How to Protect Your Business Name, by Jane Haskins, Esq.

 

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Your business’s name means a lot. It identifies your brand. It signifies your reputation. And it’s how your loyal customers know you.

But when a competitor sets up a business with a name that’s similar or identical to yours, your customers can become confused, you can lose business, and your reputation may suffer.

Fortunately, there are steps you can take now that will help ensure that your good name will stay that way.

Protecting Your Name in Your Home State

One of the best ways to protect your business name in your home state is to form a business entity such as a corporation or a limited liability company.

Your state’s business filing agency won’t let two business entities have the same name. In some states, business entities also can’t have names that are deceptively similar to one another. Because of this rule, incorporating or forming an LLC allows you to “claim” your name in your home state and prevent other business entities from using it.

You can check business name availability in your state by contacting the state agency that handles business filings. Many states allow you to search business names online.

If you plan to form a formal business entity but aren’t ready to do it right away, nearly all states allow you to reserve a business name. Different states allow reservations for different amounts of time.

The protection you receive when you form a business entity does have limits: your name won’t be protected outside your home state and an individual or business can still use your business name without setting up a formal business entity.

Filing a DBA or Registering a Business Name

Can you protect your business name without forming a corporation or an LLC?

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10 Key Tax Deductions for Your Small Business, by Kylie Ora Lobell

Tax Day is coming up fast, which means that you have to get your finances in order as soon as possible. If you don’t, you may forget to take some key small business tax deductions. These tax write-offs could end up saving you a lot of money if you utilize them correctly.

Although some items are clearly tax deductible, including office rent, utilities, and employee costs, others may not be so obvious when filing taxes. Aside from hiring an accountant to assist you, it pays to do research on your own as well.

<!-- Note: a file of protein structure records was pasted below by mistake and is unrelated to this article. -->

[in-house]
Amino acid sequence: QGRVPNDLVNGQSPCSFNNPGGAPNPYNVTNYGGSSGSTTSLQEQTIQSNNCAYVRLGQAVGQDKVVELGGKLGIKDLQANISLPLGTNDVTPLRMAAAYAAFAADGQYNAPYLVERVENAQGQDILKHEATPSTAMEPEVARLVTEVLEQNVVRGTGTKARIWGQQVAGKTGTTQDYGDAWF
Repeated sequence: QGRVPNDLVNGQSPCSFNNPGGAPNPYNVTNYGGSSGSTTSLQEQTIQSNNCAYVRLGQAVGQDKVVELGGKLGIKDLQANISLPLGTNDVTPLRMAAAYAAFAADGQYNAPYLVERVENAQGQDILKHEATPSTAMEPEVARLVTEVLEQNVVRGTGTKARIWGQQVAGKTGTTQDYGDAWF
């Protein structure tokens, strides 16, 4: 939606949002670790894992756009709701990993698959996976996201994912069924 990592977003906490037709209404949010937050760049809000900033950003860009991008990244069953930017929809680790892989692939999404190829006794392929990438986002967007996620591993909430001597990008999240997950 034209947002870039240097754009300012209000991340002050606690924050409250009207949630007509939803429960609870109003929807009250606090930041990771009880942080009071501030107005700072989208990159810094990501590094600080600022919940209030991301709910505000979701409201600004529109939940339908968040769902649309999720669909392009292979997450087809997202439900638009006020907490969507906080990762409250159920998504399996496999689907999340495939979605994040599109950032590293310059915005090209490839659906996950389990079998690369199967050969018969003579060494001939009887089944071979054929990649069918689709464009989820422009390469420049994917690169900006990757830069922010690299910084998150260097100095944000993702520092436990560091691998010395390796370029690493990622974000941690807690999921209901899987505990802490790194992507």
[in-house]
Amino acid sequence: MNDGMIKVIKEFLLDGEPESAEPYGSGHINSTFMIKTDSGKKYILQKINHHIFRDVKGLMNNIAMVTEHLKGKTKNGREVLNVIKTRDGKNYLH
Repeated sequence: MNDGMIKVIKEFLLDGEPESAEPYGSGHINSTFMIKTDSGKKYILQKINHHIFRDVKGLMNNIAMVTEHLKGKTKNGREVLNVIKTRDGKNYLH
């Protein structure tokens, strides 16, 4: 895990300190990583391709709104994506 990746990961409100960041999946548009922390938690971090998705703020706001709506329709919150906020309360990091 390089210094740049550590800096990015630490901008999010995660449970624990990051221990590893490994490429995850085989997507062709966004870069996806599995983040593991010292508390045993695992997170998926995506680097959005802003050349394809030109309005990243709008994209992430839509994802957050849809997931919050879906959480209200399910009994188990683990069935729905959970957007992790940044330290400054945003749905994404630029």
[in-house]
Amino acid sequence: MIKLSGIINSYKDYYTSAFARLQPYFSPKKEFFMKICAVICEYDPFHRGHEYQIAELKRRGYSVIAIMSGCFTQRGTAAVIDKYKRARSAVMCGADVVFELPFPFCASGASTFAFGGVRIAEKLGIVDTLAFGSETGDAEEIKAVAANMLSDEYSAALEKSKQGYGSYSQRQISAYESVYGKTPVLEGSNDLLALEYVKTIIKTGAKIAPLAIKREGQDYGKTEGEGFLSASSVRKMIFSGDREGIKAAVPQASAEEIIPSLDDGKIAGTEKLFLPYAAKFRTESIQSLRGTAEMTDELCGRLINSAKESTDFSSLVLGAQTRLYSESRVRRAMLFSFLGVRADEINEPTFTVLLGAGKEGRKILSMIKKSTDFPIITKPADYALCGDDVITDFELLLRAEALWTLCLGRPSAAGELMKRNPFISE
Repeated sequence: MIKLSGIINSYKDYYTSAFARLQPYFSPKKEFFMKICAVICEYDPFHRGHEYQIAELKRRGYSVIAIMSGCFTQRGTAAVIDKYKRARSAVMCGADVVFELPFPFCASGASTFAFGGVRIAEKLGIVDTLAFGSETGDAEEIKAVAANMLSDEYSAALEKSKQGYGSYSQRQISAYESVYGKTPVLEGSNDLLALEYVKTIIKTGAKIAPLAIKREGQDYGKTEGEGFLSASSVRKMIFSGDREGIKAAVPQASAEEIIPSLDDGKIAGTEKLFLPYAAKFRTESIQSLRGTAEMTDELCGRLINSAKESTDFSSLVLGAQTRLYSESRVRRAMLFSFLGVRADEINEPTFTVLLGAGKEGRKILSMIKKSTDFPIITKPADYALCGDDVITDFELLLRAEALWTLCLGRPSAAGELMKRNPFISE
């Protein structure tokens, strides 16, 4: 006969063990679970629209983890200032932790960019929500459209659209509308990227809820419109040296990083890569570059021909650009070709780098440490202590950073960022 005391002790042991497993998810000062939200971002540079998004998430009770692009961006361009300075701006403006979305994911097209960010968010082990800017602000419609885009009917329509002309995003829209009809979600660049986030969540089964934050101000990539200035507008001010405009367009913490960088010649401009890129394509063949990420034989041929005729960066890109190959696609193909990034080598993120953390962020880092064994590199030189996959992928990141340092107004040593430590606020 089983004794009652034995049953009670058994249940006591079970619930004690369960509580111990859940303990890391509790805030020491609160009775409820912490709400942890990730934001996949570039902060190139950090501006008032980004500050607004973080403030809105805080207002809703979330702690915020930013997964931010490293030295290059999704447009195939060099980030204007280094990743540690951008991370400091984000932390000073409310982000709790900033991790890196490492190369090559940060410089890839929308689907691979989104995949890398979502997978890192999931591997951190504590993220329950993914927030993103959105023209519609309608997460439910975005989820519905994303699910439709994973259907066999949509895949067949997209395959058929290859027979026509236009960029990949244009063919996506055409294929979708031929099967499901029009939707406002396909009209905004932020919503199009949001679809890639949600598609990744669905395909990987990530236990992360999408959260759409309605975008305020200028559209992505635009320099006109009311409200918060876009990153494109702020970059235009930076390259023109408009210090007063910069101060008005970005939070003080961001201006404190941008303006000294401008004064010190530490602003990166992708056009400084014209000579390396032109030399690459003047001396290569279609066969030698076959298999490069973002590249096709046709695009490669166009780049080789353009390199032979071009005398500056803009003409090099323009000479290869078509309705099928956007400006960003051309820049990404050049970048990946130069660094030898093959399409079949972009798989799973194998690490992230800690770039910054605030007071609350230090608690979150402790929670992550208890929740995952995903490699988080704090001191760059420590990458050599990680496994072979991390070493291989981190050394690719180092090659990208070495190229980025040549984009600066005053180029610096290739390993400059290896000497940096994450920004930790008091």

Are you unsure about which small business expenses and tax write-offs you can make? Look no further. The following is a list of tax deductions that you may want to claim when doing your tax preparation this year.

1. Furniture

Did you buy furniture for your office this year? If so, it’s tax deductible, and you can claim your chairs, desks, and couches as small business expenses. You’re able to either write off the full amount, or use the seven-year depreciation method. While you have the option of deducting the entire cost in the year in which you put the items in service, depreciation may be more favorable if you expect your tax bracket to rise in the future.

2. Home Office

If your home office is your primary place of business, or it is where you meet with clients and customers, you can deduct certain home office expenses. To figure out how much your tax deduction will be, measure your home office and divide by the total square footage of your home. This percentage determines the amount of your mortgage or rent, utilities, and expenses related to your home office that you can claim.

3. Travel Costs

If you’re traveling for work, chances are, you can take deductions for taxes on all of your costs. This includes airplane and train tickets, baggage fees, hotels, Wi-Fi access, business use of your car, etc. If you eat out while traveling, only 50 percent is deductible.

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10 Simple Ways to Surprise Your Clients, by Paul Strikwerda

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“Clients don’t like surprises,” said one of my business mentors.

“In an unpredictable world, they need to know that they can depend on you. If you can live up to their expectations, you’re building a long-term relationship.”

Wise words from a wise man, and yet I only partially agree with him.

In order to live up to your client’s expectations, you first need to know what they are.

Many clients forget to tell you, and many freelancers don’t bother to ask. They just assume they know, and get burned in the end.

Thanks to the marvels of the internet, there’s often little or no direct contact between a client and a freelancer. You know how it goes. We respond to vague job postings with a vague budget, and simply hope for the best.

If we happen to land the job, we get straight to work so we can meet the deadline. But what to do when we’re not sure what to do?

Some freelancers will turn to their colleagues, and ask them for an uninformed opinion:

“Please help. Should I pronounce this strange name in this way or that way?”

“Do I read all the footnotes or shall I leave them out?”

“What kind of tone or accent would be best for this book?”